But the jailing of Umar Patek, a leader of the now defunct al-Qaeda-linked Jemaah Islamiya (JI) was also a welcome development for Indonesia. Patek was the last of the Bali bombers to be caught by Indonesian authorities, signaling an end to a horrific decade where the military focus was almost exclusively centered on counterterrorism.
A peace deal in the southern Philippines between The Moro Islamic Liberation Front (MILF) and the national government has also raised hopes for a more peaceful new year. The deal is yet to be approved by parliament but, if approved, it should go a long way towards shoring up support for President Begnino Aquino, whose election in 2010 was due in part to his pledge to find a lasting peace in the country’s south.
While Aquino enjoyed a solid year at the helm the same could not be said for the woman he replaced more than two years ago. Gloria Arroyo was charged with various crimes stemming from her nine years as president and her association with questionable businessmen.
Former Thai Prime Minister Abhisit Vejjajiva will also soon appear before the courts after being charged with the murder of a civilian during a crackdown on anti-government protests two years ago when he was in power. About 90 people were killed and 1,900 wounded during the confrontation between Red Shirts and the military.
Current Prime Minister Yingluck Shinwatra, however, had a better year after surviving a no confidence vote and Yellow Shirt protests. The Supreme Court also ruled in favor of her Peau Thai Party. But problems with Muslim insurgents in the country’s south and the economy persisted. Thailand's biggest fiscal headache was driven by the government's promise to pay rice farmers at higher than market prices for their product. The hope that this policy would push global rice prices higher has not been borne out. Instead, the policy has resulted in Thailand accumulating a mountain of unsold rice and debt.
While many Southeast Asian countries fared poorly in Transparency International’s annual corruption survey, Malaysia proved to be an exception. The country climbed to the 54th spot out of 176 countries, up from 60th a year earlier. The independence of Malaysia's judicial system was also bolstered when the High Court acquitted opposition leader Anwar Ibrahim of charges that he and many of his supporters said were politically motivated. His rival Prime Minister Najib Razak kept his political cards close to his chest, fending off demands for electoral reforms while at the same time threatening to call an early poll which never materialized.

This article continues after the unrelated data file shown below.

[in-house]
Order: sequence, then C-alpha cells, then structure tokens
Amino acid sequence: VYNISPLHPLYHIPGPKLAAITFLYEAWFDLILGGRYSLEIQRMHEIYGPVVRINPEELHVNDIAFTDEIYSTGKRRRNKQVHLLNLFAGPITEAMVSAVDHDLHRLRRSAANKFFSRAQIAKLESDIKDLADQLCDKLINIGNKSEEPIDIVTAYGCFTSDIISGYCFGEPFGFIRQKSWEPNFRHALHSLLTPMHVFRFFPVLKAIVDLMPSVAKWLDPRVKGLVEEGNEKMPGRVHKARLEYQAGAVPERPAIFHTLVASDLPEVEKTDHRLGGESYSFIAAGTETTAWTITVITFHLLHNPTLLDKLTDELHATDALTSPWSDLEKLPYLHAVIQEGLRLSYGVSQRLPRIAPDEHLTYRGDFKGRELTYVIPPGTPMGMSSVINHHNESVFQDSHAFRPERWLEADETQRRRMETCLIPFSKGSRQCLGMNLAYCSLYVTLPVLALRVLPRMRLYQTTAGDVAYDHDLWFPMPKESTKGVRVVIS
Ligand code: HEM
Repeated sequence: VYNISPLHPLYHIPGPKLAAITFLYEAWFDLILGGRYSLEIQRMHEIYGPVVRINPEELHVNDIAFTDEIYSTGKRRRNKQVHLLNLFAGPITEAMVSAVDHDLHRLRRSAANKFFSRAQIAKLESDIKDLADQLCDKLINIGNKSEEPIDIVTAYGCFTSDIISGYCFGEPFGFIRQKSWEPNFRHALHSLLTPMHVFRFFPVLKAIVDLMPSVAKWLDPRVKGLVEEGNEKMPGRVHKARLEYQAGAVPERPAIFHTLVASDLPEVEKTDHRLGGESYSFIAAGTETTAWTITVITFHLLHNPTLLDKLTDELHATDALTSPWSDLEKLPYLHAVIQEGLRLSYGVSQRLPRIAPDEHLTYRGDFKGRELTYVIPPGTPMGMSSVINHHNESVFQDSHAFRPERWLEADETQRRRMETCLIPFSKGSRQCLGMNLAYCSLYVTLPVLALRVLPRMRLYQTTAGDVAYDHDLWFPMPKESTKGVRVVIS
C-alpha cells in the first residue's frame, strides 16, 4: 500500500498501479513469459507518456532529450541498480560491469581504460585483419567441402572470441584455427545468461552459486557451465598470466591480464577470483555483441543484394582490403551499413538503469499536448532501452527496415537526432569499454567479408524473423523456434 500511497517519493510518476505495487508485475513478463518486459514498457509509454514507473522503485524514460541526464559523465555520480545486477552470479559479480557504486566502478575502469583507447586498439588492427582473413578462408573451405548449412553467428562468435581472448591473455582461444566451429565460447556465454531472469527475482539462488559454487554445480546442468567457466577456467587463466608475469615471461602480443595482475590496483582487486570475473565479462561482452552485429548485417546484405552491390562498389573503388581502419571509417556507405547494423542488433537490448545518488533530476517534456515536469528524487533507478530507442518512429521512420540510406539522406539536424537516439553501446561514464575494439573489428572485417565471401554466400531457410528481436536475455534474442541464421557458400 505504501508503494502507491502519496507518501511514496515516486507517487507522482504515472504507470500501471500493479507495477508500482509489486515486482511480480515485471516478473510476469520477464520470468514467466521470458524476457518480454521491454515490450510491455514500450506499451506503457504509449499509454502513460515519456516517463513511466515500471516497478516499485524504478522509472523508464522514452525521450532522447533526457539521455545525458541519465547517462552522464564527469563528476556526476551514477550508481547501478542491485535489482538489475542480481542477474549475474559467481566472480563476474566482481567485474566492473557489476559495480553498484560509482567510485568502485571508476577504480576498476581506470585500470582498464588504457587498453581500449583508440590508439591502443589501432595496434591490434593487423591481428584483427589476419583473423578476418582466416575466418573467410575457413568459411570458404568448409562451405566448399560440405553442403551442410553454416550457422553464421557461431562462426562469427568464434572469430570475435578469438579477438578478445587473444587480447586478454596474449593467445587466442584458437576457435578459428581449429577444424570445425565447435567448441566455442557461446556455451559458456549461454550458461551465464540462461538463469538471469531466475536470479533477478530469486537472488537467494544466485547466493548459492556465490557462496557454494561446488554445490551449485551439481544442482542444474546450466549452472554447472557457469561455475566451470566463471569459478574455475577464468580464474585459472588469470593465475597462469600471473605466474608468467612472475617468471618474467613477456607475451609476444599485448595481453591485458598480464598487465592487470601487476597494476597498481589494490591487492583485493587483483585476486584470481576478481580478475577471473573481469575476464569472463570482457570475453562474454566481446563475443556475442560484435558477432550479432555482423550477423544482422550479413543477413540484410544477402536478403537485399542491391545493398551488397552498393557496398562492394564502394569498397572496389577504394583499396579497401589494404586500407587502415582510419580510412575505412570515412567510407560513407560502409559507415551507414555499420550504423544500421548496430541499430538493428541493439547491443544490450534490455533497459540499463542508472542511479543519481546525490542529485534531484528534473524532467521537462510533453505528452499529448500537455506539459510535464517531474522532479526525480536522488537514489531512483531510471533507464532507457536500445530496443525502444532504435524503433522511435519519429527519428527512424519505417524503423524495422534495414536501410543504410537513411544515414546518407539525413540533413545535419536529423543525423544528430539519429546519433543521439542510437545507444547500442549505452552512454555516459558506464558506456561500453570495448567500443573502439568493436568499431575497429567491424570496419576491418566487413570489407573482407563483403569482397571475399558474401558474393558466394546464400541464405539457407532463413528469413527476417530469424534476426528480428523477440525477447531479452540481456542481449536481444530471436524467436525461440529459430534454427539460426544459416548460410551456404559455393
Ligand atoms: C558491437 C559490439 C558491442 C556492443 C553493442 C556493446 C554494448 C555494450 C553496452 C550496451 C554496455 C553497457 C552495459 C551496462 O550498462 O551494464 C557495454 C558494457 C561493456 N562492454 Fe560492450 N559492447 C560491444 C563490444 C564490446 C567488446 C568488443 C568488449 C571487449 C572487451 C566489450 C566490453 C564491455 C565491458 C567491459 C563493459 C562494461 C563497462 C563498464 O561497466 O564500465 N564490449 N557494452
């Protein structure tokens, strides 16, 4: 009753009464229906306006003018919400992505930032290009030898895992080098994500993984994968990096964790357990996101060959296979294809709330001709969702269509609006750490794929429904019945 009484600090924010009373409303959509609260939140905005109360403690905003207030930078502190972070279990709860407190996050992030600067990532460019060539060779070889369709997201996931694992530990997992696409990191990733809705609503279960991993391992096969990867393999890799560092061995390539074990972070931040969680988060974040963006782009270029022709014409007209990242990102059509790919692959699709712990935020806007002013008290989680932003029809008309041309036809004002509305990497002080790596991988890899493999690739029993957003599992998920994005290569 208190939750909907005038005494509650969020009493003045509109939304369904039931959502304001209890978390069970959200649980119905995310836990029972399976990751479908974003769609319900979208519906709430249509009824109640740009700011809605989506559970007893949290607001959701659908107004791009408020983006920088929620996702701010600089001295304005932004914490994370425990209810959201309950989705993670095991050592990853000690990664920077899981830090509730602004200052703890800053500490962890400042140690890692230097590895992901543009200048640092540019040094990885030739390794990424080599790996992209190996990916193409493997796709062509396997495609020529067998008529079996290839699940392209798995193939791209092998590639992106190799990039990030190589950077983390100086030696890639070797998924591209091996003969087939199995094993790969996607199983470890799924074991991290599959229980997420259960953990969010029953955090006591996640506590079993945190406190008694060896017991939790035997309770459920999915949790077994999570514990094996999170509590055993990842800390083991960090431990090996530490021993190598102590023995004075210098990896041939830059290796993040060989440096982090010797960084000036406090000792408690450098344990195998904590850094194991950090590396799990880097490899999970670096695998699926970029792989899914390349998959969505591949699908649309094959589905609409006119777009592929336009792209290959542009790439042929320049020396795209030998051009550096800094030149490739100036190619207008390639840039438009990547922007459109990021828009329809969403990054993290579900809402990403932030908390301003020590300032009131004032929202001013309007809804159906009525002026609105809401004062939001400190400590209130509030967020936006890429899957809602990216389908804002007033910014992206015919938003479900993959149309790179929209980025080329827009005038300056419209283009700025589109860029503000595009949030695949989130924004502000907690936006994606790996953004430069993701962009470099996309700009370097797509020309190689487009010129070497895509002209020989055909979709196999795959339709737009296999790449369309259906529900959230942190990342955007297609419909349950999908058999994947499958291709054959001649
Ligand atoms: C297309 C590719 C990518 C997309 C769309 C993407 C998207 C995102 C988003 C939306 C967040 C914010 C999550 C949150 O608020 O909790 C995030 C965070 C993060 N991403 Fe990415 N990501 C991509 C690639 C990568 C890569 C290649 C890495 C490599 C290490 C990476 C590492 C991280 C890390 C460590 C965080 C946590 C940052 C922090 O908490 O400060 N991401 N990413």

Singapore again performed well on the corruption index, ranking as the 5th least corrupt country in the world. Less flattering was another survey that ranked the city-state as the most emotionless place on Earth. Singaporeans were annoyed but such feelings became harder to defend after the government, soon after the survey’s release, refused entry to what was believed to be a boat carrying 40 Muslim Rohingyas who had survived being shipwrecked after fleeing the violence in northern Burma. The deportation of immigrant Chinese bus drivers who called a strike – unheard of in Singapore for 26 years – didn’t help such perceptions.
But by year’s end it is Burma that has emerged as the region’s greatest hope, despite the continued violence between Buddhists and Muslims in Rakhine. Bolstered by an unprecedented visit to his country by U.S. President Barack Obama, Burmese President Thein Sein won over many of his country’s critics as his political reforms continued to make headway. There was even one suggestion – ludicrous and insensitive – that Thein Sein should be nominated for a Nobel Peace Prize. But such thoughts were likely dismissed after his military allegedly launched a surprise and bloody Christmas offensive against rebels in Kachin state, ensuring Burma will again be topping the international headlines for all the wrong reasons as 2013 gets underway.